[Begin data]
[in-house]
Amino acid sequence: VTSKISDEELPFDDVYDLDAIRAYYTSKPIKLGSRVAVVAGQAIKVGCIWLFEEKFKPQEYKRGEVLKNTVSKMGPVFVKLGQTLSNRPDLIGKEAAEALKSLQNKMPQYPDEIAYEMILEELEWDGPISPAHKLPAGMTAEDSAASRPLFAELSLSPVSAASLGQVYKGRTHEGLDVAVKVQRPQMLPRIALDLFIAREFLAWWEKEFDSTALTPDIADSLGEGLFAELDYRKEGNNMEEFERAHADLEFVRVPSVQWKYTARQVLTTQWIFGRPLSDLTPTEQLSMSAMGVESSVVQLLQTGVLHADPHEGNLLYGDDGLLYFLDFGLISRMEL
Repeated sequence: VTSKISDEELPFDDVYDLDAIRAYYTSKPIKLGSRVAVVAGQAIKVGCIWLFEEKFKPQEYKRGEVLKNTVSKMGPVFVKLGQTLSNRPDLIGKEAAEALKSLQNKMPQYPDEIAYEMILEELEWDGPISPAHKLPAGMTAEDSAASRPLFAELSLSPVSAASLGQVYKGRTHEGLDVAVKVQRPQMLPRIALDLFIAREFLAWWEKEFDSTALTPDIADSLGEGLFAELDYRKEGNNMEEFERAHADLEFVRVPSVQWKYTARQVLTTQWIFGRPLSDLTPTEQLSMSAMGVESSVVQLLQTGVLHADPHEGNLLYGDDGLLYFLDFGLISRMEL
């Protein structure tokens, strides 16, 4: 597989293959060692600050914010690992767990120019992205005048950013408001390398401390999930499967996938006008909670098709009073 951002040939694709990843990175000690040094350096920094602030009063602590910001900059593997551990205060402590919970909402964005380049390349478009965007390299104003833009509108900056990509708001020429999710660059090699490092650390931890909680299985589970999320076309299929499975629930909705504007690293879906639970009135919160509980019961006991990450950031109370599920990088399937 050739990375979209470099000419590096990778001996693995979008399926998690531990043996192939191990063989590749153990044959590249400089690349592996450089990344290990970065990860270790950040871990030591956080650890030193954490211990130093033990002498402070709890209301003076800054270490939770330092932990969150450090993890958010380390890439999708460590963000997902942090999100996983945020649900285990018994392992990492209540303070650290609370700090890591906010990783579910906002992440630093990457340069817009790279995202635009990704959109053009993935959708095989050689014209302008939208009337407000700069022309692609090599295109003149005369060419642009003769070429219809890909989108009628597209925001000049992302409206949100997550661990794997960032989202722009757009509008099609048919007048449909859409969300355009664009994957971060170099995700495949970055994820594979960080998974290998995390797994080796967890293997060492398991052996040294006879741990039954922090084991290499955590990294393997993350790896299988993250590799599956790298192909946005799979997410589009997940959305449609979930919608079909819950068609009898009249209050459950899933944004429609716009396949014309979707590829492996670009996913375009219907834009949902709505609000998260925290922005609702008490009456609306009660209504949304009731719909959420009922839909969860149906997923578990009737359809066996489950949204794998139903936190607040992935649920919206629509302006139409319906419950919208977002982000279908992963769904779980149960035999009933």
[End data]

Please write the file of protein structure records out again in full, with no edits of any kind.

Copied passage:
[in-house]
Amino acid sequence: VTSKISDEELPFDDVYDLDAIRAYYTSKPIKLGSRVAVVAGQAIKVGCIWLFEEKFKPQEYKRGEVLKNTVSKMGPVFVKLGQTLSNRPDLIGKEAAEALKSLQNKMPQYPDEIAYEMILEELEWDGPISPAHKLPAGMTAEDSAASRPLFAELSLSPVSAASLGQVYKGRTHEGLDVAVKVQRPQMLPRIALDLFIAREFLAWWEKEFDSTALTPDIADSLGEGLFAELDYRKEGNNMEEFERAHADLEFVRVPSVQWKYTARQVLTTQWIFGRPLSDLTPTEQLSMSAMGVESSVVQLLQTGVLHADPHEGNLLYGDDGLLYFLDFGLISRMEL
Repeated sequence: VTSKISDEELPFDDVYDLDAIRAYYTSKPIKLGSRVAVVAGQAIKVGCIWLFEEKFKPQEYKRGEVLKNTVSKMGPVFVKLGQTLSNRPDLIGKEAAEALKSLQNKMPQYPDEIAYEMILEELEWDGPISPAHKLPAGMTAEDSAASRPLFAELSLSPVSAASLGQVYKGRTHEGLDVAVKVQRPQMLPRIALDLFIAREFLAWWEKEFDSTALTPDIADSLGEGLFAELDYRKEGNNMEEFERAHADLEFVRVPSVQWKYTARQVLTTQWIFGRPLSDLTPTEQLSMSAMGVESSVVQLLQTGVLHADPHEGNLLYGDDGLLYFLDFGLISRMEL
């Protein structure tokens, strides 16, 4: 597989293959060692600050914010690992767990120019992205005048950013408001390398401390999930499967996938006008909670098709009073 951002040939694709990843990175000690040094350096920094602030009063602590910001900059593997551990205060402590919970909402964005380049390349478009965007390299104003833009509108900056990509708001020429999710660059090699490092650390931890909680299985589970999320076309299929499975629930909705504007690293879906639970009135919160509980019961006991990450950031109370599920990088399937 050739990375979209470099000419590096990778001996693995979008399926998690531990043996192939191990063989590749153990044959590249400089690349592996450089990344290990970065990860270790950040871990030591956080650890030193954490211990130093033990002498402070709890209301003076800054270490939770330092932990969150450090993890958010380390890439999708460590963000997902942090999100996983945020649900285990018994392992990492209540303070650290609370700090890591906010990783579910906002992440630093990457340069817009790279995202635009990704959109053009993935959708095989050689014209302008939208009337407000700069022309692609090599295109003149005369060419642009003769070429219809890909989108009628597209925001000049992302409206949100997550661990794997960032989202722009757009509008099609048919007048449909859409969300355009664009994957971060170099995700495949970055994820594979960080998974290998995390797994080796967890293997060492398991052996040294006879741990039954922090084991290499955590990294393997993350790896299988993250590799599956790298192909946005799979997410589009997940959305449609979930919608079909819950068609009898009249209050459950899933944004429609716009396949014309979707590829492996670009996913375009219907834009949902709505609000998260925290922005609702008490009456609306009660209504949304009731719909959420009922839909969860149906997923578990009737359809066996489950949204794998139903936190607040992935649920919206629509302006139409319906419950919208977002982000279908992963769904779980149960035999009933």